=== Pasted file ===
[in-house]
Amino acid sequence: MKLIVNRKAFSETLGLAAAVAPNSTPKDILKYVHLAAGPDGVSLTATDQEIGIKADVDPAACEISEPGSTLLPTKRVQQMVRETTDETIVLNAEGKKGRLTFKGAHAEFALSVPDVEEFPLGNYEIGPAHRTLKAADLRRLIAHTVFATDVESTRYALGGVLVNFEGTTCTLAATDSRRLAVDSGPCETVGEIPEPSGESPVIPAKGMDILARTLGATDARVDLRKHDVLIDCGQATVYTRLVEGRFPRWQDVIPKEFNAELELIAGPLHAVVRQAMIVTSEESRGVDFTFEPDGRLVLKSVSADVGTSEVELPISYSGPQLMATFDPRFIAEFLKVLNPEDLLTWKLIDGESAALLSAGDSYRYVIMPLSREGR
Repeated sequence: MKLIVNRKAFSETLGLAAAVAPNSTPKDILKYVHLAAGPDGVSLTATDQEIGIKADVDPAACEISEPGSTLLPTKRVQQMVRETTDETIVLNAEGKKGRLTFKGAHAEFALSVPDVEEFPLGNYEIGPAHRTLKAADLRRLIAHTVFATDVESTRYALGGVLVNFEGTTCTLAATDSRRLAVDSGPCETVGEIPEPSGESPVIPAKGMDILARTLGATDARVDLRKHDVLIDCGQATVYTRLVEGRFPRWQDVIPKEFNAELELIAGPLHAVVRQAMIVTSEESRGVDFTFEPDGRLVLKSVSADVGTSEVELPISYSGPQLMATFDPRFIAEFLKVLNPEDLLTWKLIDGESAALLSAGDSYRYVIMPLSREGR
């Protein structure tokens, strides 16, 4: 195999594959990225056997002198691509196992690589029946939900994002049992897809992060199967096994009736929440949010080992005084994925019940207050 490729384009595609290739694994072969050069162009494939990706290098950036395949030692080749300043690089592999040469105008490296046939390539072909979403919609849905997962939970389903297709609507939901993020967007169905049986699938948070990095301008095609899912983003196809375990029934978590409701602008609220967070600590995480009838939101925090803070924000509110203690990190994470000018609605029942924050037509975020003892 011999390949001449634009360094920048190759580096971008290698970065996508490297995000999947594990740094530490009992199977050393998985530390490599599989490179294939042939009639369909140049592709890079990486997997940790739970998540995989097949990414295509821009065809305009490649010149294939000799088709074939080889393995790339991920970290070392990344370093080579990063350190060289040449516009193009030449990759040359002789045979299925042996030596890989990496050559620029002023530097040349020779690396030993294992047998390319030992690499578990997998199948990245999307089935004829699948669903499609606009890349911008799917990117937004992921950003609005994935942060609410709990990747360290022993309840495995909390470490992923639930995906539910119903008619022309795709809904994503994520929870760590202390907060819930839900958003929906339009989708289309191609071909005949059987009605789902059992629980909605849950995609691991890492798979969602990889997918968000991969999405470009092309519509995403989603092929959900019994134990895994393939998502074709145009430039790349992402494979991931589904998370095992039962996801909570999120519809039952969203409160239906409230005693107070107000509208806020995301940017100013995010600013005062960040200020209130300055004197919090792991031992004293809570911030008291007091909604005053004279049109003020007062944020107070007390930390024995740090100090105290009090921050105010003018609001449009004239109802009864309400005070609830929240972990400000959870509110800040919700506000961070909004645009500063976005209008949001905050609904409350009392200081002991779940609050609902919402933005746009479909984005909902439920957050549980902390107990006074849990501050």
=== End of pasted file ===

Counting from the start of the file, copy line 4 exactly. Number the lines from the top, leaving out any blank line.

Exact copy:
């Protein structure tokens, strides 16, 4: 195999594959990225056997002198691509196992690589029946939900994002049992897809992060199967096994009736929440949010080992005084994925019940207050 490729384009595609290739694994072969050069162009494939990706290098950036395949030692080749300043690089592999040469105008490296046939390539072909979403919609849905997962939970389903297709609507939901993020967007169905049986699938948070990095301008095609899912983003196809375990029934978590409701602008609220967070600590995480009838939101925090803070924000509110203690990190994470000018609605029942924050037509975020003892 011999390949001449634009360094920048190759580096971008290698970065996508490297995000999947594990740094530490009992199977050393998985530390490599599989490179294939042939009639369909140049592709890079990486997997940790739970998540995989097949990414295509821009065809305009490649010149294939000799088709074939080889393995790339991920970290070392990344370093080579990063350190060289040449516009193009030449990759040359002789045979299925042996030596890989990496050559620029002023530097040349020779690396030993294992047998390319030992690499578990997998199948990245999307089935004829699948669903499609606009890349911008799917990117937004992921950003609005994935942060609410709990990747360290022993309840495995909390470490992923639930995906539910119903008619022309795709809904994503994520929870760590202390907060819930839900958003929906339009989708289309191609071909005949059987009605789902059992629980909605849950995609691991890492798979969602990889997918968000991969999405470009092309519509995403989603092929959900019994134990895994393939998502074709145009430039790349992402494979991931589904998370095992039962996801909570999120519809039952969203409160239906409230005693107070107000509208806020995301940017100013995010600013005062960040200020209130300055004197919090792991031992004293809570911030008291007091909604005053004279049109003020007062944020107070007390930390024995740090100090105290009090921050105010003018609001449009004239109802009864309400005070609830929240972990400000959870509110800040919700506000961070909004645009500063976005209008949001905050609904409350009392200081002991779940609050609902919402933005746009479909984005909902439920957050549980902390107990006074849990501050």